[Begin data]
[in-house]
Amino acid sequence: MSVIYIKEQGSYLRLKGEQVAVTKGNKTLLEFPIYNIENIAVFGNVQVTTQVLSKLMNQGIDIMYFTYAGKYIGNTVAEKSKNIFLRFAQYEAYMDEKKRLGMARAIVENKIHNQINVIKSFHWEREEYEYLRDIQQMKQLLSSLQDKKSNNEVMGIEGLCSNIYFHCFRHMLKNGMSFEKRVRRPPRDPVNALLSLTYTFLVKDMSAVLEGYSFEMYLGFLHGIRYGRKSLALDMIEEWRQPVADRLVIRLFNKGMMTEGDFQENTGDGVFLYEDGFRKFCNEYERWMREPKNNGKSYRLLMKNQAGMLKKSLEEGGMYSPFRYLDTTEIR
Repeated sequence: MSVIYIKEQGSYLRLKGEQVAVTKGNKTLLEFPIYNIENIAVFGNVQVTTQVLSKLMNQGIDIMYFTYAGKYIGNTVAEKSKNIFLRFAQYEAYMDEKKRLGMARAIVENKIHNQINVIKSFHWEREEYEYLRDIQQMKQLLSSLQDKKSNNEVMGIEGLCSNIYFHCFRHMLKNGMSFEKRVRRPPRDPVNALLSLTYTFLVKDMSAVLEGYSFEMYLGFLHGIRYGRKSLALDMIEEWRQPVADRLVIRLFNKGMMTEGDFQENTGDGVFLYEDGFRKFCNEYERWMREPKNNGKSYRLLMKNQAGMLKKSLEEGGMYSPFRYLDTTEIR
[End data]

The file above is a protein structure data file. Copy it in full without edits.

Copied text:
[in-house]
Amino acid sequence: MSVIYIKEQGSYLRLKGEQVAVTKGNKTLLEFPIYNIENIAVFGNVQVTTQVLSKLMNQGIDIMYFTYAGKYIGNTVAEKSKNIFLRFAQYEAYMDEKKRLGMARAIVENKIHNQINVIKSFHWEREEYEYLRDIQQMKQLLSSLQDKKSNNEVMGIEGLCSNIYFHCFRHMLKNGMSFEKRVRRPPRDPVNALLSLTYTFLVKDMSAVLEGYSFEMYLGFLHGIRYGRKSLALDMIEEWRQPVADRLVIRLFNKGMMTEGDFQENTGDGVFLYEDGFRKFCNEYERWMREPKNNGKSYRLLMKNQAGMLKKSLEEGGMYSPFRYLDTTEIR
Repeated sequence: MSVIYIKEQGSYLRLKGEQVAVTKGNKTLLEFPIYNIENIAVFGNVQVTTQVLSKLMNQGIDIMYFTYAGKYIGNTVAEKSKNIFLRFAQYEAYMDEKKRLGMARAIVENKIHNQINVIKSFHWEREEYEYLRDIQQMKQLLSSLQDKKSNNEVMGIEGLCSNIYFHCFRHMLKNGMSFEKRVRRPPRDPVNALLSLTYTFLVKDMSAVLEGYSFEMYLGFLHGIRYGRKSLALDMIEEWRQPVADRLVIRLFNKGMMTEGDFQENTGDGVFLYEDGFRKFCNEYERWMREPKNNGKSYRLLMKNQAGMLKKSLEEGGMYSPFRYLDTTEIR